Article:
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Intel blames Europe for lower profits

It's all our fault as shares slump

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Updated Intel issued a profits warning last night on Wall Street and said that its Q3 would not be as buoyant as it expected.

And it's all Europe's fault, reports local newspaper The Wall Street Journal.

Apparently, Europeans haven't been buying as many Intel products as previously, but blaming us because it can't supply enough of its components is a bit rich, coming from Chipzilla.

We haven't kept our end of the bargain, it told analysts late yesterday, causing its share price in the US to go through a rocky patch.

However, if Intel had been able to supply the pent up demand it promised, perhaps European distributors wouldn't have moved en masse to the imitator chip companies.

So it's not really our fault, is it, Intel? Its share price closed at $61.5 when the bell rang for the day.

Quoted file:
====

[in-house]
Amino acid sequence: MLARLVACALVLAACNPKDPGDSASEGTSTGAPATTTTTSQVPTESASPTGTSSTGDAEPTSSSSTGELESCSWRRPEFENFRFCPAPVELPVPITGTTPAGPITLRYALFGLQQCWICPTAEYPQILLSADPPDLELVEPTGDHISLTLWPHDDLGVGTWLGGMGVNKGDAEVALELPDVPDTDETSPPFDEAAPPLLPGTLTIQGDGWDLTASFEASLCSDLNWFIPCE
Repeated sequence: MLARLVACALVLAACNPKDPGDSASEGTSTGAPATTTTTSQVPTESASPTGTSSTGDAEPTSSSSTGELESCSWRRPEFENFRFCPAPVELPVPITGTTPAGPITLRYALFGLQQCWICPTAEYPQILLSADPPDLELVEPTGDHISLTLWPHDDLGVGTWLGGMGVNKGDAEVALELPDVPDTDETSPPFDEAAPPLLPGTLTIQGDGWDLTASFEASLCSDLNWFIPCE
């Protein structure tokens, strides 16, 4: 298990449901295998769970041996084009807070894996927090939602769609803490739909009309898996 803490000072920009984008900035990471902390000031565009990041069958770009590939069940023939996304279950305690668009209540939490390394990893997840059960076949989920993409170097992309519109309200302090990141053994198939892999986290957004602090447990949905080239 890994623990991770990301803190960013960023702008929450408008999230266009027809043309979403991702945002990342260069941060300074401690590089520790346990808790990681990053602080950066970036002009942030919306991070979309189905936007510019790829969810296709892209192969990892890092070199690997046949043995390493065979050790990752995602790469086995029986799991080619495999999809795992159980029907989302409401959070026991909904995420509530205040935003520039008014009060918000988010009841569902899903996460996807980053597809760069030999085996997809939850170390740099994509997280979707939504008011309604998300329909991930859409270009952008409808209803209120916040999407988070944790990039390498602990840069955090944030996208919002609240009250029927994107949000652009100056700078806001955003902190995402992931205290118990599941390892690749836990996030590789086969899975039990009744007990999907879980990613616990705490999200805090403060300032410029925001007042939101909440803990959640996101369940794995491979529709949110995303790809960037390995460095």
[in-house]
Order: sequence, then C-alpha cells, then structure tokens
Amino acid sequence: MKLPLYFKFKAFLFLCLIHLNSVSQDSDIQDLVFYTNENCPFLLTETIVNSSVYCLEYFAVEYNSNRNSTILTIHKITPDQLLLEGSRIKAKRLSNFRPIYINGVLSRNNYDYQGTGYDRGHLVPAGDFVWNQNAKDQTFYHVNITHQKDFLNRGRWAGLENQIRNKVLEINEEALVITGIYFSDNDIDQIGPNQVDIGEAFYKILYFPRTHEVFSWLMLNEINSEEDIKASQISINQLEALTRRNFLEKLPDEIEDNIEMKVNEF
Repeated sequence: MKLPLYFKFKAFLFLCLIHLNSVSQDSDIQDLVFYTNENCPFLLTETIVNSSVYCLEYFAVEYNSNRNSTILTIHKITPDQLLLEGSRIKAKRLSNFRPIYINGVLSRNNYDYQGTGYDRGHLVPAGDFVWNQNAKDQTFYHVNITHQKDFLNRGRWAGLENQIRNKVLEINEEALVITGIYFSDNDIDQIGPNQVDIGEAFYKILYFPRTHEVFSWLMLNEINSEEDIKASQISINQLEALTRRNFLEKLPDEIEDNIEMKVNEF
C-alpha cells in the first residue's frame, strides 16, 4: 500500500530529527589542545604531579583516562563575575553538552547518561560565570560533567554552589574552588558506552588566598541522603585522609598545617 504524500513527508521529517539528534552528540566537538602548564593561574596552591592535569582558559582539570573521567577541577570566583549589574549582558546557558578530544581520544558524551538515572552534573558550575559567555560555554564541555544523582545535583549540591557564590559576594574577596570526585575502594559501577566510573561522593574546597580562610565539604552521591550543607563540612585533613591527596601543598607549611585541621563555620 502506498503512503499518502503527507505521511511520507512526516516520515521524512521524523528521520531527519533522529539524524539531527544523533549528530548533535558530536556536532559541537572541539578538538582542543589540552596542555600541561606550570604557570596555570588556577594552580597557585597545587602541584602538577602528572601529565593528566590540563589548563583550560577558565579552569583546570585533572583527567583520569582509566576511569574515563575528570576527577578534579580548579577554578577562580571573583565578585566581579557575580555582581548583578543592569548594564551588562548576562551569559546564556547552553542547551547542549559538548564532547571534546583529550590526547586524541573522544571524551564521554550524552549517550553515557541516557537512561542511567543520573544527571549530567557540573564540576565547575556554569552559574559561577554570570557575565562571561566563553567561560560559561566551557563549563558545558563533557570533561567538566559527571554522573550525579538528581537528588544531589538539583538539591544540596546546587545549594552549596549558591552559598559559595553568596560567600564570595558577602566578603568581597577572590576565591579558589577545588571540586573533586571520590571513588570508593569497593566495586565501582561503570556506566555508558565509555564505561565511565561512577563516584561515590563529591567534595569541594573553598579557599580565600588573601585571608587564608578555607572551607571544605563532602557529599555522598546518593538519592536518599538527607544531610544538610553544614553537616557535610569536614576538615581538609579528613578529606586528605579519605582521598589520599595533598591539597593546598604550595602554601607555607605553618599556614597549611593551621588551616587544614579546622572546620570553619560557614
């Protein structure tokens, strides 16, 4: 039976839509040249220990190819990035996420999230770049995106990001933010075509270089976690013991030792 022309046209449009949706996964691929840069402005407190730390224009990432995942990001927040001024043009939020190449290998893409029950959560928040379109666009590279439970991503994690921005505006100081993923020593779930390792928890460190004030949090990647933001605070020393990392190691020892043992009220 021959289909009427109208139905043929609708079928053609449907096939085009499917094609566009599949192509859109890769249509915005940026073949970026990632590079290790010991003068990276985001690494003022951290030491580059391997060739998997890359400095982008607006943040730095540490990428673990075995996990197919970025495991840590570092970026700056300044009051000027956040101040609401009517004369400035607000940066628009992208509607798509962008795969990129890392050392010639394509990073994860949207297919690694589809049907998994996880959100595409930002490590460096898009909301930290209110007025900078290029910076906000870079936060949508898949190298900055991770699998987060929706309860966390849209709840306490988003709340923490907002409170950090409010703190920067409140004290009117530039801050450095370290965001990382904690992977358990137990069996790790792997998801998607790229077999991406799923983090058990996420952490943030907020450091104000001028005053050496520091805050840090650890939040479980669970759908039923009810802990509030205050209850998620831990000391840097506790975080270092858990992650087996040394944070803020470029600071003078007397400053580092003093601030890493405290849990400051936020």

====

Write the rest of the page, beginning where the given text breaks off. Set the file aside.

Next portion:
But in later trading, the share price fell through the floor, falling 20 per cent to around $48, a precipitous slump for the chip giant.

The news sent Taiwan's high tech stocks plunging this morning, with firms like TSMC and UMC all showing sharp drops. The same picture held true in other Asian markets, including Hong Kong, Korea and Japan.

The same pattern was repeated when the European markets opened, with many chip stocks, including Philips and ST Micro showing blood on the computer screens.

But while the analysts and pundits hogged the TV screens around the world, many noticed that some stocks were very good value indeed. Buy them. And because it is the weekend, a cynical wag suggested to us in Taipei today that next week it will buy another company and Intel's stock will rise again. ®

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